The examples given include 48 hours of video uploaded to Youtube every minute, or the equivalent of the Library of Congress added in information each day to the Net - and the rate of acquisition of new content is accelerating, fast. This means that, theoretically at least, if you can craft the right search, the amount of time spent finding the data you require is decreasing, day on day, as companies such as Google do the hard work for us. BUT, many people, as we said at the outset, quite simply do not know how to search, and hence find the results they are seeking.
So, for those interested in search, the really interesting part is about critical thinking skills and educating users to develop these skills so that they can more accurately access the information they are searching for (24mins). Which, hopefully, is of course, your website!
How do we, as search marketers, solve the problem of directing the user to a specific client website via a photo of a particular meal that their colleague has recommended at the restaurant if the only info the user has is: "It was 'beef and rice'"? And how do we convert that search into a booking and a satisfied customer who leaves a tip, a review on our site, checks in on Foursquare, leaves a comment on our blog, signs up to our newsletter and eats in the restaurant on the discount coupon they received as a loyal customer?
After all, isn't that why we want them to find the website in the first place?!
This type of search query may well be where Google Goggles come into their own. Not just the smartphone Google Goggles app, which has been on release for some time, but the physical version of Google Goggles - smart shades or something similar they will undoubtedly be called.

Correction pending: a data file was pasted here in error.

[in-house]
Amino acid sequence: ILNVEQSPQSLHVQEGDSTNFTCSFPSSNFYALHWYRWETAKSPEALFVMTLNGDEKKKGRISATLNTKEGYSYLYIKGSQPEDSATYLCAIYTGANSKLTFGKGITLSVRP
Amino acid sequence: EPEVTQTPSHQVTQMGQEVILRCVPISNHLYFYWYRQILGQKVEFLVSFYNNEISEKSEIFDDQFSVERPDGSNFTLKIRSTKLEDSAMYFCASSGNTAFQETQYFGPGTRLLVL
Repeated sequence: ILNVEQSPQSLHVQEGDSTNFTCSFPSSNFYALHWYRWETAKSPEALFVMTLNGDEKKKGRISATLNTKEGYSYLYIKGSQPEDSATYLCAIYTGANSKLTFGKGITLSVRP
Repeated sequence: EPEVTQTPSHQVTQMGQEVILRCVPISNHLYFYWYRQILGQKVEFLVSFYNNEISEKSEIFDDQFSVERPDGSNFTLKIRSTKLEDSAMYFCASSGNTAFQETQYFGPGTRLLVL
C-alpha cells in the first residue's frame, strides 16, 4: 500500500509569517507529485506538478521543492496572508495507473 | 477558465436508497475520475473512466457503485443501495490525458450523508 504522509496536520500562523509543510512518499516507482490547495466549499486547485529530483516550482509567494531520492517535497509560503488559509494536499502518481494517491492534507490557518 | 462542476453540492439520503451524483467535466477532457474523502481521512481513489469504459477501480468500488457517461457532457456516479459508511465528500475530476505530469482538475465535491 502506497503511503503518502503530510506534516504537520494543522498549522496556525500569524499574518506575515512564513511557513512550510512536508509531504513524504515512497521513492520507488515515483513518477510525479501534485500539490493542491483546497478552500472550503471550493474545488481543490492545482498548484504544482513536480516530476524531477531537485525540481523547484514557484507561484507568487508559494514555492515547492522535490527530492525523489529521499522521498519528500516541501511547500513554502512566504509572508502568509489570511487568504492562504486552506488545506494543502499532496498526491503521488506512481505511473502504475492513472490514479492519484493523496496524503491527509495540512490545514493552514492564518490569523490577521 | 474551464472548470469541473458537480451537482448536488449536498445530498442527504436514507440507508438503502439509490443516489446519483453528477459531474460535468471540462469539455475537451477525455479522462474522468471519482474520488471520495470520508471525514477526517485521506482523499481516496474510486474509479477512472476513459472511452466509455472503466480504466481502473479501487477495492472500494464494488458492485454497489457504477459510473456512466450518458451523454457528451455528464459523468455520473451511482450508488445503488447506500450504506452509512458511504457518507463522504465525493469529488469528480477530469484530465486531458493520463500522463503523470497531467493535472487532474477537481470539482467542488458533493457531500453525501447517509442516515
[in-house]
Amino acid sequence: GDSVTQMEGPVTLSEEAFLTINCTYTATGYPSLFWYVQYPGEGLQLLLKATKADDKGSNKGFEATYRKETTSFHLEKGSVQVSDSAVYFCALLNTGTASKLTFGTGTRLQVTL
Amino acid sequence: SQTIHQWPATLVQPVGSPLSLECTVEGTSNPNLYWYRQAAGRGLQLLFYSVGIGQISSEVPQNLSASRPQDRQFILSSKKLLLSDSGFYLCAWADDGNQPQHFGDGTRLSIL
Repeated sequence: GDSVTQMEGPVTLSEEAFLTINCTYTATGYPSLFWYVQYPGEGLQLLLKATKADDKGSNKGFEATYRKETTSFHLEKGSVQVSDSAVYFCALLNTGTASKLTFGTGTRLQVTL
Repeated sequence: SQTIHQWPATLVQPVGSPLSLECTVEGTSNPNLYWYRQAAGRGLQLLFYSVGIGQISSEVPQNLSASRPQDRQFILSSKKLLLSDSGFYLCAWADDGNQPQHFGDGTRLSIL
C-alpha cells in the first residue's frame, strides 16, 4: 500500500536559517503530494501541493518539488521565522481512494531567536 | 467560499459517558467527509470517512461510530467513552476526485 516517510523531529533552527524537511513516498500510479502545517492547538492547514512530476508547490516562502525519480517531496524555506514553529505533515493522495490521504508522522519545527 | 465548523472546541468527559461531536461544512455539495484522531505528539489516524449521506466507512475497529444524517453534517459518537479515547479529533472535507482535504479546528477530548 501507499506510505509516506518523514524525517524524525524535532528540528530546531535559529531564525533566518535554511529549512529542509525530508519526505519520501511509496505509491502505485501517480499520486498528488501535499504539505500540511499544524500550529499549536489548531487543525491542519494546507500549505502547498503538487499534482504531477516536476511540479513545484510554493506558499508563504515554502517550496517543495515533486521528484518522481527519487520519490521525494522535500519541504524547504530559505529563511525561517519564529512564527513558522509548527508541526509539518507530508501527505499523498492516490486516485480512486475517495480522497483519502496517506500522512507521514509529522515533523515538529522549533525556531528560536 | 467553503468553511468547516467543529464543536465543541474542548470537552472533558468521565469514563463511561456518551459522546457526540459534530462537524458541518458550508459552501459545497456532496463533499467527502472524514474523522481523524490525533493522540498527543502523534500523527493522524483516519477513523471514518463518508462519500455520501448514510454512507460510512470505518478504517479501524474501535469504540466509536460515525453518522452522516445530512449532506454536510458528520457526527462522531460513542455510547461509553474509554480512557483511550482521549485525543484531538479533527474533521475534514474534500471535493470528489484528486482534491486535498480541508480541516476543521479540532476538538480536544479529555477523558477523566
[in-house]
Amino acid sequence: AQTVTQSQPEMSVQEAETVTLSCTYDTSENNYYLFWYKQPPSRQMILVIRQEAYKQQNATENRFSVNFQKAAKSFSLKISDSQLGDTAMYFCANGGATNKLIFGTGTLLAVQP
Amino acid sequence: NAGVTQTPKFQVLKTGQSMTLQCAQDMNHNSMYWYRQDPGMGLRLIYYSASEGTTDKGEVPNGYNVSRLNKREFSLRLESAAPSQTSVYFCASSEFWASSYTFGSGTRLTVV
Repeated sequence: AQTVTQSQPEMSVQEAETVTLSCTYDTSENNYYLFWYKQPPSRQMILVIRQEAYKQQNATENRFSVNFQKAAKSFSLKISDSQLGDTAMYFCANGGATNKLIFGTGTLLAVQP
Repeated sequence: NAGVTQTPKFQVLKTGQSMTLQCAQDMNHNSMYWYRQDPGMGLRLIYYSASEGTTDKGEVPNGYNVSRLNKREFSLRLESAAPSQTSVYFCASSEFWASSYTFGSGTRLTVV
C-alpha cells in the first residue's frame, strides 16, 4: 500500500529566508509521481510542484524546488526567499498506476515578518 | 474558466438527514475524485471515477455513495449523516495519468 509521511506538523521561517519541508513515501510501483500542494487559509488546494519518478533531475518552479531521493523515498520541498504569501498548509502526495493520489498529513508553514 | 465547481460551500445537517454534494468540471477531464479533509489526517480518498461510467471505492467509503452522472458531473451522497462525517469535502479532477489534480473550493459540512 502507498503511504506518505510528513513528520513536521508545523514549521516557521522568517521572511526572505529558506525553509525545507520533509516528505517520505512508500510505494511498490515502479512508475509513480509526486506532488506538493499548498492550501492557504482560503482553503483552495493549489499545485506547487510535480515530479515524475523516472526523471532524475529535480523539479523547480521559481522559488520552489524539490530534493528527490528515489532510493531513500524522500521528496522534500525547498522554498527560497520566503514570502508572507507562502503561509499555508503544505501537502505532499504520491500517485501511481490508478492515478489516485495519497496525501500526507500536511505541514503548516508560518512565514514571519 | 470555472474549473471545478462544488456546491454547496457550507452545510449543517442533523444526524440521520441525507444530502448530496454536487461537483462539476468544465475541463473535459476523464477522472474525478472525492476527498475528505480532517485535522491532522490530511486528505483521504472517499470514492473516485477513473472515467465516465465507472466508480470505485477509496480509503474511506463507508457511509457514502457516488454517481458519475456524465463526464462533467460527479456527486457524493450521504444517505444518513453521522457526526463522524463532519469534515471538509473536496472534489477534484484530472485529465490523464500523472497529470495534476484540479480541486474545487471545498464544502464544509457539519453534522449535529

Being able to take a photo of a real world object and then search for the answer to your query is undoubtedly a goal of all search engines, because it can be so difficult to phrase the question to find the right answer using only words. Adding images to the mix takes us into a whole new realm of optimisation for search marketers. Then there's Siri and voice, sounds and music, videos....you get the drift? If you thought search engine marketing had got a whole lot more complex over the last few years, with client fees staying fairly static but the workload increasing exponentially......it's about to get a lot, lot harder!
Where else do you see search changing over the coming years as users become prosumers, hardware becomes more affordable, the disconnecteds get connected, and the volume of information, particularly real time social data, continues to increase by the hour? Do you envisage your task as a search engine /internet marketer becoming harder or more easier as tools for automation become available? As a user, do you see it becoming simpler to find the results you seek or more complex? How can website owners ensure that their sites remain optimised for the correct keywords?